| Elysium Wealth Management Inc. v. Driscoll, Resolution Canada, CIRA Dispute No. 00005 - by Eric Macramalla
Domain Name: ceofunds.ca
OutCome: Transfer Granted
Response Filed: No
Panellist: David Allsebrook
The Complainant was the owner of the Canadian trade-mark registration CEO FUND. The Registrant was a competitor of the Complainant. The Registrant did not file a Response to the Complaint, and accordingly the Complainant elected as per Rule 6(5) of the CIRA Domain Name Dispute Resolution Rules to reduce the three member Panel to a single member Panel.
Under the CIRA Domain Name Dispute Resolution Policy ("CDRP"), Complainants must establish three elements. Firstly, the disputed domain name must be confusingly similar to a mark in which the Complainant had, and continues to have, rights. Secondly, the domain name must have been registered in bad faith. Finally, the Registrant must have no legitimate interest in the domain name.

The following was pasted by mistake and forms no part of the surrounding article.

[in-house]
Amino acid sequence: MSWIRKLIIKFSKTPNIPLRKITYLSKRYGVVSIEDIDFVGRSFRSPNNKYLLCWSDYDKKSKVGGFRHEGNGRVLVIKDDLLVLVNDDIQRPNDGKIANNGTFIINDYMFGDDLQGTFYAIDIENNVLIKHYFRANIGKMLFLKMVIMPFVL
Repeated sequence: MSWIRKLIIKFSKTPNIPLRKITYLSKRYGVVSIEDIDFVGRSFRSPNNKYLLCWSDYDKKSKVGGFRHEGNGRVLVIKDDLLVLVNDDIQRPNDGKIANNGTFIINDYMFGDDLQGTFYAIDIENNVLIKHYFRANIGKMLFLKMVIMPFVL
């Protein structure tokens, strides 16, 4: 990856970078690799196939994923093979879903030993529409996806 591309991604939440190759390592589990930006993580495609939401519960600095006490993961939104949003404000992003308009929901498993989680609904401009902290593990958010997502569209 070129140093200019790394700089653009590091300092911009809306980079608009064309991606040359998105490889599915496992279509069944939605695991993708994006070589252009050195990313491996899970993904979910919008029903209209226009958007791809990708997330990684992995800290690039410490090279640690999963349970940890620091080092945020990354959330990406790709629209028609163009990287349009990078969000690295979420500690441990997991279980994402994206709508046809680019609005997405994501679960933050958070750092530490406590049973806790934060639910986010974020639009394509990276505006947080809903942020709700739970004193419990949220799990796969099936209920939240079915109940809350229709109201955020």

In ordering the domain name transferred, the Panel held that the domain name ceofunds.ca and the trade-mark registration for CEOFUNDS were identical, and accordingly confusion was established.
The Panel held that a claim of legitimacy could be undermined in cases where the use of the domain name would infringe the rights of the Complainant:
[The Registrant] cannot have rights in the domain name as against the Complainant so long as the domain name is confusingly similar to registered trade-mark owned by the Complainant. The Complainant would normally have the right to have a court enjoin further use of the domain name under the Trade-marks Act... The Registrant cannot have rights in a trade-mark which it cannot lawfully use.
The Panel also held that the domain name was registered in bad faith, as it was registered primarily for the purpose of disrupting the business of the Complainant. The Registrant was the director of a competing mutual fund operator, and registered the domain name ceofunds.ca in connection with the promotion of mutual funds.
The Panel noted that establishing a case for trade-mark infringement may be sufficient to support a finding of bad faith:
In my view it is sufficient "purpose" to constitute bad faith under the [CIRA Domain Name Dispute Resolution Policy ("CDRP")] to knowingly use or permit the use of a domain name, when the result of the use is trade mark infringement within the meaning of section 19 of the Trade-Marks Act . It is not necessary to specifically intend to usurp the goodwill in the Complainant's Mark.